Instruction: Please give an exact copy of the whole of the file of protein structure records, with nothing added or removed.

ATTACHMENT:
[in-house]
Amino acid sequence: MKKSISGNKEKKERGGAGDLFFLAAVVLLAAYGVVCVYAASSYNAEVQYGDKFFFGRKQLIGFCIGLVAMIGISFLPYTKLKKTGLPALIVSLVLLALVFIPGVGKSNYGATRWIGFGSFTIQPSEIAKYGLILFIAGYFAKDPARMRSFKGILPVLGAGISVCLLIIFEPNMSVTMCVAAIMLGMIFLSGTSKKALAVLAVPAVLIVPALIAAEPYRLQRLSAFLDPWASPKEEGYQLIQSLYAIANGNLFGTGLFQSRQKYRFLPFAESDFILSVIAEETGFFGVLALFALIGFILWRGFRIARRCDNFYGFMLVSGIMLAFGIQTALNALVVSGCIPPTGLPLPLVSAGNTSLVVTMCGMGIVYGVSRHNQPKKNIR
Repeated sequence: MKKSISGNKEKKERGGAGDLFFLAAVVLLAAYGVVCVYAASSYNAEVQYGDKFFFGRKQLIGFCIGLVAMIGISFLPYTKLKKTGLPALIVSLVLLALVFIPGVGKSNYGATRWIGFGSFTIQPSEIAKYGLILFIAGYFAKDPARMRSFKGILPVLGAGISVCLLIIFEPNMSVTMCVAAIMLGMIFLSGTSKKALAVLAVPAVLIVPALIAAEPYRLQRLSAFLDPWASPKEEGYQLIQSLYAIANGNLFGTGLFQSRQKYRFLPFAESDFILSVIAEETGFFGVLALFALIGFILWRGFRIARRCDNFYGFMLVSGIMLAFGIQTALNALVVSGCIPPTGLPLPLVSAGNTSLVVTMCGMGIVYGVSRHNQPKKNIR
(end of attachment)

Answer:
[in-house]
Amino acid sequence: MKKSISGNKEKKERGGAGDLFFLAAVVLLAAYGVVCVYAASSYNAEVQYGDKFFFGRKQLIGFCIGLVAMIGISFLPYTKLKKTGLPALIVSLVLLALVFIPGVGKSNYGATRWIGFGSFTIQPSEIAKYGLILFIAGYFAKDPARMRSFKGILPVLGAGISVCLLIIFEPNMSVTMCVAAIMLGMIFLSGTSKKALAVLAVPAVLIVPALIAAEPYRLQRLSAFLDPWASPKEEGYQLIQSLYAIANGNLFGTGLFQSRQKYRFLPFAESDFILSVIAEETGFFGVLALFALIGFILWRGFRIARRCDNFYGFMLVSGIMLAFGIQTALNALVVSGCIPPTGLPLPLVSAGNTSLVVTMCGMGIVYGVSRHNQPKKNIR
Repeated sequence: MKKSISGNKEKKERGGAGDLFFLAAVVLLAAYGVVCVYAASSYNAEVQYGDKFFFGRKQLIGFCIGLVAMIGISFLPYTKLKKTGLPALIVSLVLLALVFIPGVGKSNYGATRWIGFGSFTIQPSEIAKYGLILFIAGYFAKDPARMRSFKGILPVLGAGISVCLLIIFEPNMSVTMCVAAIMLGMIFLSGTSKKALAVLAVPAVLIVPALIAAEPYRLQRLSAFLDPWASPKEEGYQLIQSLYAIANGNLFGTGLFQSRQKYRFLPFAESDFILSVIAEETGFFGVLALFALIGFILWRGFRIARRCDNFYGFMLVSGIMLAFGIQTALNALVVSGCIPPTGLPLPLVSAGNTSLVVTMCGMGIVYGVSRHNQPKKNIR